The increase in household savings, which could be viewed as one seemingly positive outcome of the pandemic, reached levels never before seen. Based on the historical average, it can be estimated that there is around $1.2 trillion in excess savings currently held by households in the US as of the end of February 2021. Although Canada’s excess household savings are dwarfed by the US numbers, they are similar on a per capita basis at about $3,676 per person2. We can put Canadian savings into perspective by comparing the growth in deposits versus loans at Canadian chartered banks. Deposits and loans grew in tandem until the pandemic hit, when Canadians stopped spending as much money. With people having fewer reasons to borrow money, the gap in deposits and loans grew to roughly $164 billion by the end of March 2021.
Canadian chartered bank deposits and loan growth to the end of February 2021
While savings rates have fallen since their peak mid-pandemic, the amount of excess savings is still at historical levels, signalling much pent up demand. The question now is, what are people spending their money on? A report from J.P. Morgan3 suggests that people are spending more of their money online on things like groceries and cleaning supplies, at the expense of cosmetics and skin care products.
Given historical savings levels, it’s likely that people will splurge and spend their excess savings to a certain extent, giving the economy another boost. Using a baseline of 2019 Opentable data, restaurant bookings in Canada dropped nearly 58 per cent in February 2021, compared to only a four per cent decline in February 2020. Using this change in restaurant bookings as an indication of the level of spending on other discretionary activities, there is still a lot more money to be spent4.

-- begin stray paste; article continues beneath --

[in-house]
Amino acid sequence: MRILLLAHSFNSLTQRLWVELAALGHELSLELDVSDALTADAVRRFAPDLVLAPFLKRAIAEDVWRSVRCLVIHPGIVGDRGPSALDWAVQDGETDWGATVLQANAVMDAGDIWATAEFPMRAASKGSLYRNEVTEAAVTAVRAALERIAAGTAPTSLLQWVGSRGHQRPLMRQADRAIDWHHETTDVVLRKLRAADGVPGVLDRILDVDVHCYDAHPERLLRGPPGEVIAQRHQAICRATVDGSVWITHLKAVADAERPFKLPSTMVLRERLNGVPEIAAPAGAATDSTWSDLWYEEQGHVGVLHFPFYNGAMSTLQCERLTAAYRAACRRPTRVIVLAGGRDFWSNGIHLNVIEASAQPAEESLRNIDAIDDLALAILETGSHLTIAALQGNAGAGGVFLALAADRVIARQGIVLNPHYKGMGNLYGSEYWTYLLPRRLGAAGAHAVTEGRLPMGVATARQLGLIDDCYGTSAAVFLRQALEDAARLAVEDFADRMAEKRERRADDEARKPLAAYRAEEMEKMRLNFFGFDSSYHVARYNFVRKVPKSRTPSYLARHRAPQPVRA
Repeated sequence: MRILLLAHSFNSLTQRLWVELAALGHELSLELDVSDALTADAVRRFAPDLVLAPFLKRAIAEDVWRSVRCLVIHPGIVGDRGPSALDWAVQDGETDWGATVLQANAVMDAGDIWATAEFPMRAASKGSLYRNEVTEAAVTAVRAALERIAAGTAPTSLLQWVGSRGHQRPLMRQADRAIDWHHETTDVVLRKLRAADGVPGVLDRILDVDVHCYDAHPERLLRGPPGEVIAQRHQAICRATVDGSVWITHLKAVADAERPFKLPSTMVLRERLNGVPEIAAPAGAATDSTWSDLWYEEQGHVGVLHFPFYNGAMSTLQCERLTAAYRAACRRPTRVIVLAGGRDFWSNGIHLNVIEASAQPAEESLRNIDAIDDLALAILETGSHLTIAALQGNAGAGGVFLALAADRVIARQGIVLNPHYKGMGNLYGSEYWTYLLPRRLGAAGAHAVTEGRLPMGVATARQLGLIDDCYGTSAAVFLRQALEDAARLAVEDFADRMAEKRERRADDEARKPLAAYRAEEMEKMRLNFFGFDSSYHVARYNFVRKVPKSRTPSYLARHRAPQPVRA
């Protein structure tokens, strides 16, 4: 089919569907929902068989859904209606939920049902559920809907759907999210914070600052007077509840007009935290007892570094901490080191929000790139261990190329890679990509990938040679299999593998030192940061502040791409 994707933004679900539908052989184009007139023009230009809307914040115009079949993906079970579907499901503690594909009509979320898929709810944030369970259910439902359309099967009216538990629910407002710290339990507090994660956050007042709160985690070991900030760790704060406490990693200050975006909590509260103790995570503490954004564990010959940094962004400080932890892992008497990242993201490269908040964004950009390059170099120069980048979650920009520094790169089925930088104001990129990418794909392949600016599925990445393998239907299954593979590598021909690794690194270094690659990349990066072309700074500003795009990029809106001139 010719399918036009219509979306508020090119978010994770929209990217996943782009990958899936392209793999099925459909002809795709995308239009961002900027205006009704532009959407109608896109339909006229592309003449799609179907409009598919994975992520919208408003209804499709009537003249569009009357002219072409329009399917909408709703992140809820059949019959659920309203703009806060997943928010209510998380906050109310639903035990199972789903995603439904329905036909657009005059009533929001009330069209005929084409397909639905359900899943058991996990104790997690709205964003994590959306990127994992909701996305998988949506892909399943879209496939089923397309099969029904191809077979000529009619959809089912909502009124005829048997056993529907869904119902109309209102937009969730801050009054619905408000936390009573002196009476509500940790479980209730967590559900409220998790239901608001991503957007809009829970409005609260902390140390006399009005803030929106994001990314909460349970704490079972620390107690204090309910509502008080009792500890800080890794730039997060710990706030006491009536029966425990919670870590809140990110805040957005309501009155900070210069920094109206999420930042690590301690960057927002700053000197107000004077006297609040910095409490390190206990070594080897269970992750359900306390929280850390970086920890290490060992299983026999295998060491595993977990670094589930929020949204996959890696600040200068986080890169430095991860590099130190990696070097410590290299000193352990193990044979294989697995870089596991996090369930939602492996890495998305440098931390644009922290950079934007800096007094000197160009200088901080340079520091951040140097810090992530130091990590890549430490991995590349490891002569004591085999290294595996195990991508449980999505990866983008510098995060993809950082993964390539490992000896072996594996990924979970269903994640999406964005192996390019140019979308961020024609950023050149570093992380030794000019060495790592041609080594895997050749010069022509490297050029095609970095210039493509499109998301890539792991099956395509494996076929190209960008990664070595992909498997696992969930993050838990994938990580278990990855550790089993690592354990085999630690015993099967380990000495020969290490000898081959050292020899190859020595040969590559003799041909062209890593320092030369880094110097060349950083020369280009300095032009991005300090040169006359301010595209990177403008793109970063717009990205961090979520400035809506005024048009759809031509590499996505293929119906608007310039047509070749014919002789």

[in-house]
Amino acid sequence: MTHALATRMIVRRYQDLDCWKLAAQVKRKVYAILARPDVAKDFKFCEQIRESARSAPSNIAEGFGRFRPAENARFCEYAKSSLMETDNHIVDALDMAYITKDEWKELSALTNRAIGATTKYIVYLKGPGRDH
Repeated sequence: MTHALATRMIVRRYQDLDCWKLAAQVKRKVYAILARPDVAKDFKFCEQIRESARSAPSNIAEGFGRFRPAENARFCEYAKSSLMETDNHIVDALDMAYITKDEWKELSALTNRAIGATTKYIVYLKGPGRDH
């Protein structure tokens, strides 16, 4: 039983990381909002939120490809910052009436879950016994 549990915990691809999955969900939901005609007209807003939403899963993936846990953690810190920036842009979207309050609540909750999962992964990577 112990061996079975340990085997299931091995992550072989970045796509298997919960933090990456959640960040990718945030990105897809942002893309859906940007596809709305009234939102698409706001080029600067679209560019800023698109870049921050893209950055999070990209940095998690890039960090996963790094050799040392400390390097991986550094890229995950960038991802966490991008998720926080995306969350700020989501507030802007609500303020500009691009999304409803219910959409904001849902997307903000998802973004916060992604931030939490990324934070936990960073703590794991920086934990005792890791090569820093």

So how long will this trend last? Well, it depends, but it's likely that people are going to have less money in the next 18 months, as savings are spent down and incomes normalize. It’s going to be very important for governments to balance pandemic-induced support, post-pandemic stimulus and economic growth, otherwise there may be the unintended consequence of a decline in economic activity.
While it may seem like everything recently is “unprecedented” or reaching “historical” highs or lows, it cannot be forgotten that the level of spending and direct support we are seeing by governments is unlikely to continue in the same way. At the same time, it’s important to remember that recessions like the pandemic-induced downturn are also atypical. Recessions are not generally going to result in high double digit unemployment or huge swings in GDP growth.
Some aspects of our lives that have changed as a result of the pandemic will likely remain changed, such as working from home and further enhancing our virtual capabilities. Looking into the future, it’s vital not to lose sight of what is considered ‘normal’ and to keep our expectations, good or bad, realistic.
1Statistics Canada. Table 14-10-0007-01 Employment insurance benefit characteristics by class of worker, monthly, unadjusted for seasonality
3How COVID–19 Has Transformed Consumer Spending Habits